moshe bejski 224.88.
(photo credit: GPO)
"Imagine a financial scandal that forces the resignation of Federal Reserve Chairman Paul Volcker along with those of the heads of Citibank, Bank of America, Manufacturers Hanover Trust, Chase Manhattan and the First National Bank of Chicago. Such a massacre of top moneymen might seem far-fetched in the US, but something very much like it is now going on in Israel."
Ahh, imagine that. It was certainly difficult for Time magazine in 1986, just a few years after the Israeli bank shares scandal had nearly collapsed most of this country's leading financial institutions. Such a thing may have seemed possible here, where the stock manipulations by a handful of top banking executives could bring down Israel's cosy little economy. But such a prospect certainly seemed "far-fetched" in the massive and diverse US economy - until this month, of course.
Increasingly though, at least from a local perspective, aspects of the current Wall Street meltdown increasingly resemble Israel's financial crisis of the 1980s - with some lessons painfully learned from that experience worth noting today about how to contend with such an occurrence, and hopefully avoid it happening again.
Although the details behind the causes of these implosions vary greatly, both of them were the result of financial institutions falling prey to greed and forsaking sound banking and investment practices for reckless speculation, aided and abetted by official negligence and encouragement.
The immediate cure to the problem was unprecedented government intervention in the private sector, here in the extreme form of temporary nationalization of Israel's leading banks - Leumi, Hapoel, Mizrachi and IDB - and in the US the huge bailout program now working its way through congress, with possible passage coming Friday in the House of Representatives.
Although total collapse of the financial system was avoided here when the bank shares scandal first broke in 1983, it took several more years for the economy to be sufficiently repaired from the cycle of hyper-inflation, low-growth and devaluation that followed. The key was - take note, Washington - bi-partisanship, in its Israeli version of the unity governments established the year after the scandal under the leadership of rotating prime-ministers Yitzhak Shamir and Shimon Peres. Without their joint leadership - and the still historically under-rated contribution of then-finance minister Yitzhak Moda'i - it is unlikely the tough but necessary budgetary and fiscal steps needed to stem the decline could have been taken.
Even more impressive is that Shamir and Peres did so working together despite far deeper ideological differences, on almost every level, than those separating today's Republican and Democratic congressional representatives struggling to form a consensual solution to America's woes.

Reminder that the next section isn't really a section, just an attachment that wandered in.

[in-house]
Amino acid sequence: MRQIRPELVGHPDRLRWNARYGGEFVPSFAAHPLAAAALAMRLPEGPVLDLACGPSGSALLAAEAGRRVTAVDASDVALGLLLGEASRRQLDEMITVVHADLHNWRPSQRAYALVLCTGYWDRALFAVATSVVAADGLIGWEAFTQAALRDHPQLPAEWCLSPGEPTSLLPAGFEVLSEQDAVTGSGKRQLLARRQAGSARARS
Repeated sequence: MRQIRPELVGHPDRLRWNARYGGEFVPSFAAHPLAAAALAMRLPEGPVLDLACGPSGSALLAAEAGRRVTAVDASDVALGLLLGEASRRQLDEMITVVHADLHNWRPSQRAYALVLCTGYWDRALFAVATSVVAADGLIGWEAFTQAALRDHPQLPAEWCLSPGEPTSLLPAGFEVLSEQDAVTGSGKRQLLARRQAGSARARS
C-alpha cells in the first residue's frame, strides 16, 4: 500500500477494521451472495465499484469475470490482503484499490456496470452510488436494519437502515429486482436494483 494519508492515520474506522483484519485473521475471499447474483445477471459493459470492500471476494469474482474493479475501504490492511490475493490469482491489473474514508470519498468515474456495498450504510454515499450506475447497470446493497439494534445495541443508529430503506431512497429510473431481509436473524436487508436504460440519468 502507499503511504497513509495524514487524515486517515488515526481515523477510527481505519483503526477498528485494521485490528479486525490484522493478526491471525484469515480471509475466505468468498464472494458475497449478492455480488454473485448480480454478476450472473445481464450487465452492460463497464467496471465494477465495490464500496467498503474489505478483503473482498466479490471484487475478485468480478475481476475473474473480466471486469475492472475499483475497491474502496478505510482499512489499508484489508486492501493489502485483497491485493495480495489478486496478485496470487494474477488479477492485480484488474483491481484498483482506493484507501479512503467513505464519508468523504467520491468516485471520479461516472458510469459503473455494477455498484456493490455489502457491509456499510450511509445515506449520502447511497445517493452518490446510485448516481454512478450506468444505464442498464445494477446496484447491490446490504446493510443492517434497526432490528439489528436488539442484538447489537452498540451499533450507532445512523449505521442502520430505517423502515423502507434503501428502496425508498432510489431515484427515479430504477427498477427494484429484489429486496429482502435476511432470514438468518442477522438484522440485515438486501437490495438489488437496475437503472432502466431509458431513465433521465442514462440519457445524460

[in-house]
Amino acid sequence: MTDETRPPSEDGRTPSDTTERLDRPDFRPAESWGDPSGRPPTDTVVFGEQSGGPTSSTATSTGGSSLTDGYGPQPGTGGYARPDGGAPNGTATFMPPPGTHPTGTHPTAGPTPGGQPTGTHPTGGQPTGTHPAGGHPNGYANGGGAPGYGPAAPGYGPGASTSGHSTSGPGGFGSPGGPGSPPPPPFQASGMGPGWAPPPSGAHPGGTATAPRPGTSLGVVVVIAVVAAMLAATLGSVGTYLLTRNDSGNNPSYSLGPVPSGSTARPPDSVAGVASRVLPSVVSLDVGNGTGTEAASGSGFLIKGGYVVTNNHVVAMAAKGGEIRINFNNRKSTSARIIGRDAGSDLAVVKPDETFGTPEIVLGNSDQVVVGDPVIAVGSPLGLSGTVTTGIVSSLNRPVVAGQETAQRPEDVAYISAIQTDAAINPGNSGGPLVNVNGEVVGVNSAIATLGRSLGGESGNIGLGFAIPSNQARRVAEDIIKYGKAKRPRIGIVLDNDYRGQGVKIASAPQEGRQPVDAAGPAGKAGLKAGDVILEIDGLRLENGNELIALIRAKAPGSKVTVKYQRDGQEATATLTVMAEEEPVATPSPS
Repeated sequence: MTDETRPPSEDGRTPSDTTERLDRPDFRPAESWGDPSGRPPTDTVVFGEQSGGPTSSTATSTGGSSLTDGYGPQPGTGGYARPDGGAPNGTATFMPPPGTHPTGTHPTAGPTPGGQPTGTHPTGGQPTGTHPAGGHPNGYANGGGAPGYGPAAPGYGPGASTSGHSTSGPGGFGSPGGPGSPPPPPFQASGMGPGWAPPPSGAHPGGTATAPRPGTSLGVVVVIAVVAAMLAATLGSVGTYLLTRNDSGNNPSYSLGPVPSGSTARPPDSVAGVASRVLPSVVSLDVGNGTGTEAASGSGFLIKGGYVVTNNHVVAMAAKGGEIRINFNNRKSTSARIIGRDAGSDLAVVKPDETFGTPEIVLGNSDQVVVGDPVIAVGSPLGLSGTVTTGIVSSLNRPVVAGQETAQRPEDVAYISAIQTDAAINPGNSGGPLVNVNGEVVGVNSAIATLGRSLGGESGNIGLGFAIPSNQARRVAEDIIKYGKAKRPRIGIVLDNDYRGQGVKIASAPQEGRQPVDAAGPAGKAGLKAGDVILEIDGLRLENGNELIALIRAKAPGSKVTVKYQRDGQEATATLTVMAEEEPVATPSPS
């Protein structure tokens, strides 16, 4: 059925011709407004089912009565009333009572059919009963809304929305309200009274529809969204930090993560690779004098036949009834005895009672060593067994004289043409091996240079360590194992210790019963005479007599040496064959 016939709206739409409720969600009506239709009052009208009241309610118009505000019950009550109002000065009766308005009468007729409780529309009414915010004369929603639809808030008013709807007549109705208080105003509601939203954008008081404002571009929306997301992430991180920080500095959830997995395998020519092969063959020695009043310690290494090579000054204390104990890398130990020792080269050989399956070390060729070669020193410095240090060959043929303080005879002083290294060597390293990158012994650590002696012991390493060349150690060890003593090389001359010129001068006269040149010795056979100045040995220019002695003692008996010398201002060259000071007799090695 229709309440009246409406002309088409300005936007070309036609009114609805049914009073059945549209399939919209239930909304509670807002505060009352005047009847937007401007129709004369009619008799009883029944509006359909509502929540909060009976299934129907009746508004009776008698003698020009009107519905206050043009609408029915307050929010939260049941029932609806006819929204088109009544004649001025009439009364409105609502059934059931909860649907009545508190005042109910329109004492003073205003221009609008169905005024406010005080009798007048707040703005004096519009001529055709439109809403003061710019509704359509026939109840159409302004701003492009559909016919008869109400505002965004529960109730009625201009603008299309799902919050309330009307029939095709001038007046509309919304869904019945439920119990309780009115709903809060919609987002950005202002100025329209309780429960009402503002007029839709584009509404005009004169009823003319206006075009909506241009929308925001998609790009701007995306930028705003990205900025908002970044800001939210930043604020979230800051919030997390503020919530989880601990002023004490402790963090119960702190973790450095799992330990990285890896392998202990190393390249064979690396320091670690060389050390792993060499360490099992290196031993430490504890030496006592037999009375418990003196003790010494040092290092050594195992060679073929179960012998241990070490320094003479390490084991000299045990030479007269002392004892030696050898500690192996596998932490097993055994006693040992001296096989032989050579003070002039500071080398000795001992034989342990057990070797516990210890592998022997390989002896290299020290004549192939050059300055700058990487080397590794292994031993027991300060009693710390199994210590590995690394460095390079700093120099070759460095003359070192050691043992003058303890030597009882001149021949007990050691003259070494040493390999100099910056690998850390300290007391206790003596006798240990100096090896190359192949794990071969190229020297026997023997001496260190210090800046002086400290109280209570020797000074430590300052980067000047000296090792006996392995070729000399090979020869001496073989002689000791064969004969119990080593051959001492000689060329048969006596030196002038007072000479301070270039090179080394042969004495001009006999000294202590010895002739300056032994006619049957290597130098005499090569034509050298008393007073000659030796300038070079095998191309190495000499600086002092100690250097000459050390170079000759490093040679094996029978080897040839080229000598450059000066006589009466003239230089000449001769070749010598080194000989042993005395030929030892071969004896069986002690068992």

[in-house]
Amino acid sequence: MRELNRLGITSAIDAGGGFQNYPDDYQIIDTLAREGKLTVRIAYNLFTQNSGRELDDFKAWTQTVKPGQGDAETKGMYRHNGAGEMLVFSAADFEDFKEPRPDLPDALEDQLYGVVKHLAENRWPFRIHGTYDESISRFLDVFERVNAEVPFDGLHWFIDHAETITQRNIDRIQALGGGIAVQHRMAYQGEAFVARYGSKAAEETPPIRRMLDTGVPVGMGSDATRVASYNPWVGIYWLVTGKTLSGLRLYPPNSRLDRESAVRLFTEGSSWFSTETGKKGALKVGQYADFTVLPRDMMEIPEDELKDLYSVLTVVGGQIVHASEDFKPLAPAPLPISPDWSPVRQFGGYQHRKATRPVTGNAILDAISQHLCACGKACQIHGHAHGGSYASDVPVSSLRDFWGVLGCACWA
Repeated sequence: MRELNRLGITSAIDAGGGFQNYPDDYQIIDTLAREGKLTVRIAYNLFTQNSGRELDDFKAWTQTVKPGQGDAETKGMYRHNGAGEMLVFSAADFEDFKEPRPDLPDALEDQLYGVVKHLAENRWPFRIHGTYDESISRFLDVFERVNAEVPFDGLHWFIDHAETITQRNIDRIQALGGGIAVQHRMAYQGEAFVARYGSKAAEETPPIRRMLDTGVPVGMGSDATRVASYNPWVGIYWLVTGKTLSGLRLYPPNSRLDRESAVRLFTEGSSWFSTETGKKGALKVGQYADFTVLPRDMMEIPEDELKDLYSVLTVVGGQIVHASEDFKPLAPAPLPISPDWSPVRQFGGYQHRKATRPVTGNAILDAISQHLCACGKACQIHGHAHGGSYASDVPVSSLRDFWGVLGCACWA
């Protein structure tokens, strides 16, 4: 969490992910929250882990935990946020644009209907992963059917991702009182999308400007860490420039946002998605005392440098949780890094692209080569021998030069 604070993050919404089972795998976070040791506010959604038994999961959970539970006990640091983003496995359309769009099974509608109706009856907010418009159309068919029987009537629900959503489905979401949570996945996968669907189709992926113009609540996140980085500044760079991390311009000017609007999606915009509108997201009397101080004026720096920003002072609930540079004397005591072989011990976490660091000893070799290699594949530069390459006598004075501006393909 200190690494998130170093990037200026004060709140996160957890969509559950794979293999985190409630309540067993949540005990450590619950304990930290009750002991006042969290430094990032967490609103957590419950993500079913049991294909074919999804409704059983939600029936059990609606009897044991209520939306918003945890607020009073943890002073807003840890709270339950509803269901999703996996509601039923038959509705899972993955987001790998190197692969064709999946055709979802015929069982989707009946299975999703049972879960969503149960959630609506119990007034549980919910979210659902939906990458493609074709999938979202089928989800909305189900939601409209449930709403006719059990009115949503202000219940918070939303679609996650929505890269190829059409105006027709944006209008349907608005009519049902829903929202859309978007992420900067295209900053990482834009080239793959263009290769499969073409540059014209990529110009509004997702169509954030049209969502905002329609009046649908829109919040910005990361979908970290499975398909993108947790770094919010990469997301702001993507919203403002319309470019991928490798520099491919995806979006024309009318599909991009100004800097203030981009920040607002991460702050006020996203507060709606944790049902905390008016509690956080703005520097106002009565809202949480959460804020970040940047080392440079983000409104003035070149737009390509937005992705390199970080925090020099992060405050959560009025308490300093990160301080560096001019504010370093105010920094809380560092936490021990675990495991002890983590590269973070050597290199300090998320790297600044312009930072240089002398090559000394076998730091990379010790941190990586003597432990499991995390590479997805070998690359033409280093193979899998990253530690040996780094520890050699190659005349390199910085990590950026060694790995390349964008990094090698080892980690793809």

Yet the economic recovery program instituted by the unity government was not enough to insure that such a breakdown would not reoccur. That took both making new rules for the banks and markets, and assigning proper blame to those individuals most directly responsible for abusing the old ones.
This job fell to the government-appointed Bejski Commission, whose groundbreaking report in 1986 turned out to be unprecedented, both in the scope of its suggested reforms and in the censure it imposed on the senior executives and public officials it found guilty of having recklessly caused the bank shares collapse.
That the commission went further than expected in its recommendations was in large part due to the moral courage of its remarkable chairman, Supreme Court Justice Moshe Bejski - better known to the outside world as the daring and ingenious Holocaust survivor whose forgery skills had helped Oskar Schindler create the famous list that rescued so many Jews from the Nazi gas chambers.
Alas, not enough Israeli public officials share Bejski's fortitude; 22 years after his report - and a year after his death - some of his commission's recommendations remain unimplemented, and Israel's banking scene still remains too much of a clubby semi-monopoly. Fortunately though, those Bejski regulatory reforms that were incorporated have until now helped shield our financial system from the shockwaves of the Wall Street earthquake, despite dramatic fluctuations such as those that shook the TASE today.
Today, the US is in the midst of struggling its way through the kind of crisis that Time, upon observing a similar situation here, once thought unimaginable for America's mighty financial institutions. Washington will have to pull together in the coming days and overcome its partisan ideological gaps to forge a path to economic recovery, just as Jerusalem once did. But in order for justice to be done - and to avoid a repetition of the kind of economic catastrophe that the Western world cannot afford to have its only superpower protector go through again - America will also have to find its own Moshe Bejski, and give them the authority and tools to set things right and restore confidence in the free markets that are needed to underwrite free minds.
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